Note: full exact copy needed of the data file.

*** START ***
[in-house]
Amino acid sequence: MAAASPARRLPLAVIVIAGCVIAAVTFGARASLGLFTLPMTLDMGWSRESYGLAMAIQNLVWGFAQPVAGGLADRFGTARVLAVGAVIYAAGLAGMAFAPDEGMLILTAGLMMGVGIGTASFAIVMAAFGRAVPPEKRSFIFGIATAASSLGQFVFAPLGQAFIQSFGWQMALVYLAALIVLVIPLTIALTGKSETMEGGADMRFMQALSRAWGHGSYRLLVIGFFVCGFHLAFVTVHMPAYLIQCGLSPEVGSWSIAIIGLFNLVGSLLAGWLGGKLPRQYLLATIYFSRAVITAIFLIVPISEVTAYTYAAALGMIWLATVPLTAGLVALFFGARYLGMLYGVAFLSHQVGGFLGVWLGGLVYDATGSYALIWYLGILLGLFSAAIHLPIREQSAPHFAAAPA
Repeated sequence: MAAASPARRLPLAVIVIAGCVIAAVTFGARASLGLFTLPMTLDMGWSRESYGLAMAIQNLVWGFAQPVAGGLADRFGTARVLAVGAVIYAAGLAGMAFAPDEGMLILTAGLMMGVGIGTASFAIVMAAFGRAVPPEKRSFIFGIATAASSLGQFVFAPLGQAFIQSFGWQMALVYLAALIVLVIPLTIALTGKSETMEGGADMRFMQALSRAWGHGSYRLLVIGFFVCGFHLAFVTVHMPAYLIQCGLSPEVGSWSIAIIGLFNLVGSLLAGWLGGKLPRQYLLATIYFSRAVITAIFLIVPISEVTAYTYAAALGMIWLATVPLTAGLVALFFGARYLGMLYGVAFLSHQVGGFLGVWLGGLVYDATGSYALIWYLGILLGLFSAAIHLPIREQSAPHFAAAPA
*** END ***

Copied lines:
[in-house]
Amino acid sequence: MAAASPARRLPLAVIVIAGCVIAAVTFGARASLGLFTLPMTLDMGWSRESYGLAMAIQNLVWGFAQPVAGGLADRFGTARVLAVGAVIYAAGLAGMAFAPDEGMLILTAGLMMGVGIGTASFAIVMAAFGRAVPPEKRSFIFGIATAASSLGQFVFAPLGQAFIQSFGWQMALVYLAALIVLVIPLTIALTGKSETMEGGADMRFMQALSRAWGHGSYRLLVIGFFVCGFHLAFVTVHMPAYLIQCGLSPEVGSWSIAIIGLFNLVGSLLAGWLGGKLPRQYLLATIYFSRAVITAIFLIVPISEVTAYTYAAALGMIWLATVPLTAGLVALFFGARYLGMLYGVAFLSHQVGGFLGVWLGGLVYDATGSYALIWYLGILLGLFSAAIHLPIREQSAPHFAAAPA
Repeated sequence: MAAASPARRLPLAVIVIAGCVIAAVTFGARASLGLFTLPMTLDMGWSRESYGLAMAIQNLVWGFAQPVAGGLADRFGTARVLAVGAVIYAAGLAGMAFAPDEGMLILTAGLMMGVGIGTASFAIVMAAFGRAVPPEKRSFIFGIATAASSLGQFVFAPLGQAFIQSFGWQMALVYLAALIVLVIPLTIALTGKSETMEGGADMRFMQALSRAWGHGSYRLLVIGFFVCGFHLAFVTVHMPAYLIQCGLSPEVGSWSIAIIGLFNLVGSLLAGWLGGKLPRQYLLATIYFSRAVITAIFLIVPISEVTAYTYAAALGMIWLATVPLTAGLVALFFGARYLGMLYGVAFLSHQVGGFLGVWLGGLVYDATGSYALIWYLGILLGLFSAAIHLPIREQSAPHFAAAPA